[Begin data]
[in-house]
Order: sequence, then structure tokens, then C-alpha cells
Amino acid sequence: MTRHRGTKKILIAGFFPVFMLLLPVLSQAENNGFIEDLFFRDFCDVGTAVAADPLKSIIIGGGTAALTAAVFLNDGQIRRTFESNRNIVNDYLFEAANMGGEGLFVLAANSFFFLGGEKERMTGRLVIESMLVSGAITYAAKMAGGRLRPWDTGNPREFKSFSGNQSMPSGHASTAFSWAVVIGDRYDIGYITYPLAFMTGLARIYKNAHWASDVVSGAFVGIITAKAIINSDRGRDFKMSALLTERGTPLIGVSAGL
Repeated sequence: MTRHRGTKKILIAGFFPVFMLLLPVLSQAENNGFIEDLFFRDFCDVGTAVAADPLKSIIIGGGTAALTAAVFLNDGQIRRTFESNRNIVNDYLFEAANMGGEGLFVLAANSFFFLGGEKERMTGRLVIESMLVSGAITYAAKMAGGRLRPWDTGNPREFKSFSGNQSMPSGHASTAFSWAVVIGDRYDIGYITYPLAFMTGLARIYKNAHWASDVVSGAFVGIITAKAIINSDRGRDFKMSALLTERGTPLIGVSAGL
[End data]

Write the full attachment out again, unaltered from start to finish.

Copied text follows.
[in-house]
Order: sequence, then structure tokens, then C-alpha cells
Amino acid sequence: MTRHRGTKKILIAGFFPVFMLLLPVLSQAENNGFIEDLFFRDFCDVGTAVAADPLKSIIIGGGTAALTAAVFLNDGQIRRTFESNRNIVNDYLFEAANMGGEGLFVLAANSFFFLGGEKERMTGRLVIESMLVSGAITYAAKMAGGRLRPWDTGNPREFKSFSGNQSMPSGHASTAFSWAVVIGDRYDIGYITYPLAFMTGLARIYKNAHWASDVVSGAFVGIITAKAIINSDRGRDFKMSALLTERGTPLIGVSAGL
Repeated sequence: MTRHRGTKKILIAGFFPVFMLLLPVLSQAENNGFIEDLFFRDFCDVGTAVAADPLKSIIIGGGTAALTAAVFLNDGQIRRTFESNRNIVNDYLFEAANMGGEGLFVLAANSFFFLGGEKERMTGRLVIESMLVSGAITYAAKMAGGRLRPWDTGNPREFKSFSGNQSMPSGHASTAFSWAVVIGDRYDIGYITYPLAFMTGLARIYKNAHWASDVVSGAFVGIITAKAIINSDRGRDFKMSALLTERGTPLIGVSAGL